The investigation uncovered no substantiated information to support a connection between the processing and/or handling of retrograded materials and the symptoms reported by veterans. To determine whether retrograde equipment and vehicles were a cause of unexplained illnesses in Gulf War veterans, investigators sought to: 1) qualitatively and quantitatively confirm the presence of contamination; 2) verify that exposure to contaminated equipment occurred; and 3) look for evidence that diagnoses by the medical community had been prepared for any of the reported symptoms. These factors are critical to characterizing exposure and establishing a causal relationship between contamination and adverse health effects.

Results to date do not support a link between exposures and the medical symptoms or adverse health effects being experienced by some veterans, that is, there is no pattern of illness that supports a causal relationship. While a large number of US personnel came into contact with retrograde equipment and vehicles in the KTO, there are no monitoring or sampling data available that would confirm the presence of any contaminants on these materials. Moreover, investigators have not been able to identify the existence of any diagnoses that connect chronic health effects and exposure to retrograded materials. While a number of acute symptoms have been self-reported, the reported symptoms are wide and varied (e.g., skin rashes, memory loss, digestive disorders, joint ache, etc.), and may have arisen as a result of any number of possible medical reasons.

Furthermore, there were no reports of adverse health effects at the major equipment and vehicle processing locations visited by investigators. There were, however, reported incidents involving civilian workers at two sites. These incidents occurred at the Anniston Army Depot in Anniston Alabama and Camp Robinson in Arkansas (see TAB F). The Anniston incident involved workers exposed to the chromium contained in the chemical-biological-radiological (CBR) filters of M1A1 tanks. In this case shop workers developed a number of symptoms, primarily rashes, after coming in contact with the filters. The filters were tested for radiological and chemical parameters and found to be negative. A high chromium content was detected, however, as chromium is a component of the filter media. The Camp Robinson incident involved shop workers who complained of similar symptoms after working on retrograde equipment. Symptoms were short-term (i.e., none of the shop workers interviewed during this investigation are currently suffering from any of the symptoms initially reported) and were attributed to work-place conditions and not the equipment on which they were working.[3]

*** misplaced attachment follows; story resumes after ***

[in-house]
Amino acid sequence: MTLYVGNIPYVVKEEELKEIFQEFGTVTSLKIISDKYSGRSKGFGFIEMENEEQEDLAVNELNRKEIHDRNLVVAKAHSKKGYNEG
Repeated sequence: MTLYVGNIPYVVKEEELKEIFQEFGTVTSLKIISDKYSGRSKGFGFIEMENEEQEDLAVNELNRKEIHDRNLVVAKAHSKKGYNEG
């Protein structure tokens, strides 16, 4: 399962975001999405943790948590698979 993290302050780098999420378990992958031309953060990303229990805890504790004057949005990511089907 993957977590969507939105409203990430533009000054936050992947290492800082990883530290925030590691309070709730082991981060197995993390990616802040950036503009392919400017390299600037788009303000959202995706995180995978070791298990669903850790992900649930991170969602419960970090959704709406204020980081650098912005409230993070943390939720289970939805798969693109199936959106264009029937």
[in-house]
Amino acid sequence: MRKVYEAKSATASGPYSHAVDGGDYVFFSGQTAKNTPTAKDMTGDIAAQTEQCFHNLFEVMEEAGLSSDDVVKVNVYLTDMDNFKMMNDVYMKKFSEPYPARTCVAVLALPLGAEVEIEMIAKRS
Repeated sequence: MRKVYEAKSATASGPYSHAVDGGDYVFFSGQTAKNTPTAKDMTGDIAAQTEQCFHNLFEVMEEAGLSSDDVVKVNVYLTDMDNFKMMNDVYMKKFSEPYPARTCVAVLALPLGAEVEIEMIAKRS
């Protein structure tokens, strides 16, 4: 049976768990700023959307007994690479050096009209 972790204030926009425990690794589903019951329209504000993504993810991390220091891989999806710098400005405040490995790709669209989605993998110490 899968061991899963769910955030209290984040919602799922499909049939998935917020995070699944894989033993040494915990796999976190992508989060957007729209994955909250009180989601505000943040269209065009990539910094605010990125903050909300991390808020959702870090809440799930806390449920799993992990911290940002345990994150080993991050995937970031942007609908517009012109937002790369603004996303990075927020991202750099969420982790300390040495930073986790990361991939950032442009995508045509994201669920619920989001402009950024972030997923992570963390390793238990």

Additionally, site visits to equipment manufacturers suggest that there was nothing in the manufacturing process (e.g., chemical components or additives) of specific equipment items that could lead to the onset of symptoms.

Finally, results to date regarding exposure incidents at sites within the United States are inconclusive and in some cases conflicting. The health symptoms reported across and within the sites often varied. With the noted exception of Camp Robinson (TAB F)[4], no clear pattern exists among individuals with common exposure scenarios or symptoms, and individual recollections of possible exposure scenarios are often incomplete and vary among individuals at a given location.

The Presidential Special Oversight Board concluded it was unlikely that additional research into incidents at these or other locations would lead to any new data or a different interpretation of the existing data, and therefore directed the Special Assistant for Gulf War Illnesses to curtail further research in this case.

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